This means that if the EU is to survive the onset of a new crisis (or the flare up of an existing one) it will need stronger, more inclusive leadership than Germany has provided on its own. Given the absence of a single European country large enough to take on the role of hegemon on its own, it is likely two or more countries will need to come together to form a hegemonic coalition. There are three conceivable options:
A revived Franco German coalition
The resurrection of the EU’s traditional leadership constellation is politically feasible given the election of the Emmanuel Macron as French president in 2017 and the return of the Grand Coalition of German political parties in 2018. Franco-German cooperation can still be a powerful magnetic force in the EU and a bilateral Franco-German bargain can often provide a template for a larger Union agreement. This time around, however, it is likely the traditional roles would be reversed, with Paris looking to accelerate the speed of change, and Germany seeking to slow it down, particularly among those initiatives aimed at raising the volume of financial transfers between Eurozone member states.
A Weimar Coalition
While a rejuvenated Franco-German coalition appears obvious, it may not have the influence to mobilize Central and Eastern European member states, given the vast gap between their vision and that of the Polish and Hungarian governments in particular. An expanded coalition that includes Poland, a nominal partner of France and Germany in the “Weimar Triangle” founded after the end of the Cold War, could have greater legitimacy. However as long as the conservative and Eurosceptic Law and Justice Party remains in office in Poland, such a coalition will not materialize.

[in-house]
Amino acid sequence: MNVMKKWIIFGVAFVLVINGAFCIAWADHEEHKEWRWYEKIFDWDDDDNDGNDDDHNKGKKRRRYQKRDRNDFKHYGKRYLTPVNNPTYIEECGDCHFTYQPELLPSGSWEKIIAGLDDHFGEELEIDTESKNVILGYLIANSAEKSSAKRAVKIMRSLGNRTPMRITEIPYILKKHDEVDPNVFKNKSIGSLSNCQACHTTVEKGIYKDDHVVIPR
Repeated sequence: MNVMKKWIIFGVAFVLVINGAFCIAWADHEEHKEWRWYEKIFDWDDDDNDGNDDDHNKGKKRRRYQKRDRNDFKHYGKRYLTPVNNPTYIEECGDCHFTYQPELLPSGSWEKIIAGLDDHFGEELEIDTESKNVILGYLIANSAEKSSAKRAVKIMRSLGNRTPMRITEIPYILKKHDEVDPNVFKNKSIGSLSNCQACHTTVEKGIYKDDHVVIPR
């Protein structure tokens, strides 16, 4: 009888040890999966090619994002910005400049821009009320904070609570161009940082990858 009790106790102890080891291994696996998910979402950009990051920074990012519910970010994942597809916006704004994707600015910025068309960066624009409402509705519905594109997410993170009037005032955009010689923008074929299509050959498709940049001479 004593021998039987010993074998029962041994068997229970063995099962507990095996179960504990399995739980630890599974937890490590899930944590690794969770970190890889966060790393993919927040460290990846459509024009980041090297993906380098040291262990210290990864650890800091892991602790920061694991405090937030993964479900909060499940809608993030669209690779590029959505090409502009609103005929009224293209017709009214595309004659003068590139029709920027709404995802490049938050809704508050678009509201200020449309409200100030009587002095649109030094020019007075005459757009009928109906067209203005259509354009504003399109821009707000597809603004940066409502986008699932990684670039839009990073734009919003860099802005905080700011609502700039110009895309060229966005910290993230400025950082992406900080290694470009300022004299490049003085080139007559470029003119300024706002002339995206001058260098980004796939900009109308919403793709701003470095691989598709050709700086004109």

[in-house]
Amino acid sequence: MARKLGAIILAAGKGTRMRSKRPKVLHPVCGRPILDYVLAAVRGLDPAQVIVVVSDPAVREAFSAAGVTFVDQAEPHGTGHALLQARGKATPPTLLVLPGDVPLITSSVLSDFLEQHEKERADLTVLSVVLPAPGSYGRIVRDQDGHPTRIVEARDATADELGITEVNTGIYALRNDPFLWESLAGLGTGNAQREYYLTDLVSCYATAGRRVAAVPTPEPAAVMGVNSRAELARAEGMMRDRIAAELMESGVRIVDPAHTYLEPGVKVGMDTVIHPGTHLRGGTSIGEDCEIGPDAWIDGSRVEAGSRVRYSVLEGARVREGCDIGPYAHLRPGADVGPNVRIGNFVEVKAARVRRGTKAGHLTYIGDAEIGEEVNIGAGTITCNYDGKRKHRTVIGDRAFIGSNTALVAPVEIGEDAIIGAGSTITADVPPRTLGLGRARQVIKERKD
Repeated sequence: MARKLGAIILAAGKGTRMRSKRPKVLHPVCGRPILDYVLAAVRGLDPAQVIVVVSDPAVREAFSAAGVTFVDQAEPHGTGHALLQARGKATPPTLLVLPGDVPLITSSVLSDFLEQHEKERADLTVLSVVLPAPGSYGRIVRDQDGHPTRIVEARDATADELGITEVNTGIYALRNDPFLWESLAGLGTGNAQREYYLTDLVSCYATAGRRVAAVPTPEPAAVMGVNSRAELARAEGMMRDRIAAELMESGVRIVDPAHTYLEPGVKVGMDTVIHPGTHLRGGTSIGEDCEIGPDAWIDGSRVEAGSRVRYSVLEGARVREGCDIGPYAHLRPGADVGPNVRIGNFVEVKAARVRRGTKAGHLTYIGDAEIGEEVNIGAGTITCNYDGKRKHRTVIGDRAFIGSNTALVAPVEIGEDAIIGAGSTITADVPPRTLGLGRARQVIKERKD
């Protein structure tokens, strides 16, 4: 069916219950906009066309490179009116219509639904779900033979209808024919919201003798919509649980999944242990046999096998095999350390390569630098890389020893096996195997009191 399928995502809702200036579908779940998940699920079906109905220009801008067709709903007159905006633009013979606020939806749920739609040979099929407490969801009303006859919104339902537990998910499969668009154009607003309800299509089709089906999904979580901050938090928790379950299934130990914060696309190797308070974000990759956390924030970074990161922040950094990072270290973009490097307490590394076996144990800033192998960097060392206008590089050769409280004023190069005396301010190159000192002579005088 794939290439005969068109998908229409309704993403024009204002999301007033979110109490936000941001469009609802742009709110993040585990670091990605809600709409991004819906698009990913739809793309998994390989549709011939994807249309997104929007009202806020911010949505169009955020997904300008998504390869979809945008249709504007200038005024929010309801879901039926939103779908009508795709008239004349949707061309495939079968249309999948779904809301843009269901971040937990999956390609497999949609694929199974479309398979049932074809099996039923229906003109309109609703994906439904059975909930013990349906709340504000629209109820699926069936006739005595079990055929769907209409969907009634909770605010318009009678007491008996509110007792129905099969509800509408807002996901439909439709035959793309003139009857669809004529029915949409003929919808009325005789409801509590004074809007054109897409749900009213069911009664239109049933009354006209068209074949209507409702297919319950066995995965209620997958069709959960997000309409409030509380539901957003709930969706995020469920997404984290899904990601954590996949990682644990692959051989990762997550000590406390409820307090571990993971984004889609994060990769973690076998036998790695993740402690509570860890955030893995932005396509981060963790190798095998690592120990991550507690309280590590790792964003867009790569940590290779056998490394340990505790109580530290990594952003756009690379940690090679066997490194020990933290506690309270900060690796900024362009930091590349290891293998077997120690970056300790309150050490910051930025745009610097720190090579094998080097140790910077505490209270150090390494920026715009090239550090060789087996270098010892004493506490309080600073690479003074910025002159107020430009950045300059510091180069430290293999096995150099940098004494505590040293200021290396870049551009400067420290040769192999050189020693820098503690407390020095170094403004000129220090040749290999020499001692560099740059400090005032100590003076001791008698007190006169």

A new Hanseatic Coalition
The third conceivable coalition is named after the medieval association of trading cities stretching from the Netherlands in the west to the Baltic Sea in the east. This coalition would include Germany and the eight northern European member states whose finance ministers began to meet in early 2018 to discuss reforming the Eurozone. On monetary, fiscal, and EU budget policies these states are closer to Germany than Germany is to France. However, given their geographical and ideological positions it is unlikely they could integrate and mobilize the support of Southern, Central, and Eastern European members or that Germany would weaken its relationship with France in their favor.